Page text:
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 Tokyo Jungle : Europeans loved it, but Americans... not so much
Tokyo Jungle: Europeans loved it, but Americans... not so much
May 2, 2014 | By Christian Nutt

May 2, 2014 | By Christian Nutt
More: Console/PC, Indie, Design, Business/Marketing

"Europe loved it, and we got a lot of great feedback from that audience, but [in] America... that simply wasn’t the case. We received a lot of negative feedback for the game."
- Yohei Kataoka, director, Tokyo Jungle, in a new Siliconera interview

Tokyo Jungle made a splash among the gaming intelligentsia when it was released -- after it was brought to the West on the back of unanticipated success in Japan. The game, published by Sony for the PlayStation 3, is a survival sim where you play as various animals in a post-apocalyptic Tokyo.

Odd as it may sound, the game captured the imagination of a lot of players -- Leigh Alexander even wrote a piece for Gamasutra trying to get to the bottom of why they seemed to love it so much, because it generated so much buzz.

Turns out that any plaudits from Americans represent a vocal minority. In a new interview with Siliconera, director Yohei Kataoka reveals that American players, by and large, weren't taken with the game, but that it did well in Europe.

That was not his expectation at the time: "Although the scene is local in Tokyo, we felt that the 'animal survival concept in an abandoned world' would be a universal theme which would be accepted globally," Kataoka told Gamasutra in 2012 -- a bit ironically, in retrospect.

Kataoka's next game is also a PlayStation 3 download title: Ranko Tsukigime’s Longest Day is already out in Japan and Europe, and is soon headed to North America, courtesy of Bandai Namco. It's a collaboration with Grasshopper Manufacture (No More Heroes).

Kataoka went in-depth into the development of Tokyo Jungle at GDC 2013, and you can watch his talk -- newly available for free -- on GDC Vault.

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John Szczepaniak
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This is a significant point regarding Japan trying to appeal to "the West". Markets outsides of Japan are very different from each other. This also reminds me of the fact that during the 8-bit, 16-bit and 32-bit eras, Japanese games released in Europe were usually (but not always) those first approved for release in the US. Even then we missed out on a lot of great titles which made it to the US. It makes me wonder which Japan exclusive titles would have been able to find a viable niche back in the day.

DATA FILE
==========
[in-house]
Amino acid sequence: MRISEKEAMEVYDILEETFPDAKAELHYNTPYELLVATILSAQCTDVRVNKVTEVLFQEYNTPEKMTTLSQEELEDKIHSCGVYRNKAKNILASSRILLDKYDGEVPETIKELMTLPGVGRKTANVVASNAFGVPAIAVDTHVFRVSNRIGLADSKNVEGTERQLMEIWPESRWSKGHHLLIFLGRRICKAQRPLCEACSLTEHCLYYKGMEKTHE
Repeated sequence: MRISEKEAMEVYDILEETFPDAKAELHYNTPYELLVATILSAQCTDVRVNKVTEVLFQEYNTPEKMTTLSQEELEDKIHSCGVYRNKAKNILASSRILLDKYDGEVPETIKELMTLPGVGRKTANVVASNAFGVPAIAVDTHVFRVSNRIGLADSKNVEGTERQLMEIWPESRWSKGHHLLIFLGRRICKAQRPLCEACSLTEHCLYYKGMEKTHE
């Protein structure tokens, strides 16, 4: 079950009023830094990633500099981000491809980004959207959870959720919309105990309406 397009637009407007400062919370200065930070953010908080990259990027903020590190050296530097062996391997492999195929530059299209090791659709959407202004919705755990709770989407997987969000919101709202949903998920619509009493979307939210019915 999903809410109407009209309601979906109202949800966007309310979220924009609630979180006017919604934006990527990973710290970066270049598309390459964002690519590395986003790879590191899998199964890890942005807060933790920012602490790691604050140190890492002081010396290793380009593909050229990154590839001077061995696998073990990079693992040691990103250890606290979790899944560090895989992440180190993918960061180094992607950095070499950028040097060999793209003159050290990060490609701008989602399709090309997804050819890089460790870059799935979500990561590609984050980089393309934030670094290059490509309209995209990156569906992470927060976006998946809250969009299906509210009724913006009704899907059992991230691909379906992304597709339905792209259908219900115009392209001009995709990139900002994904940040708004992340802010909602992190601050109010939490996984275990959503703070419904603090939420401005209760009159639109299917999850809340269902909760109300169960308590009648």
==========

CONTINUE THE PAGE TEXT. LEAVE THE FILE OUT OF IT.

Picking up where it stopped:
Dave Hoskins
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American gaming cliche room 101 --- "Me want guns, bigger guns, more guns than before. Boom! Where's my caffeine drink and corn based snacks?! Wipe them out, wipe them ALL out...aarrgh!"
:p :D
I thought that Japanese target markets are aimed at a younger crowd than Western countries.

Ben Sly
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In the interest of random speculation, I can't help but wonder how much of this is due to the Tokyo setting. It lifts a lot of places from that city, and there may be some resonance with a Japanese audience from that.

Crazy Japanese games can do well over here - see Katamari Damacy - but perhaps Tokyo Jungle's relatively realistic art style failed to sell it as such.

In any case, the survival mode was excellent (unlike the story mode), so I don't think it was an issue of game quality. The press seemed interested, and reviews were not bad. Anyone else have their own pet theories on the differences in audience reception?

Theresa Catalano
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Tokyo Jungle was a wonderful game, and deserved a lot more success than it got! I don't think the problem is that Americans didn't like it... I think they didn't know about it. Everyone I've shown the game to has loved it, but it seems like a lot of people have never heard about the game.

I blame the gaming press. Tokyo Jungle is a game that should have been given more attention. For example, Journey seemed to do pretty well (despite not being a very good game,) and I think that's largely to do with how much attention it received from the gaming press. Honestly, we are being let down by the gaming press. It's like they have tunnel vision for only a few high profile games, and ignore all the really cool niche stuff.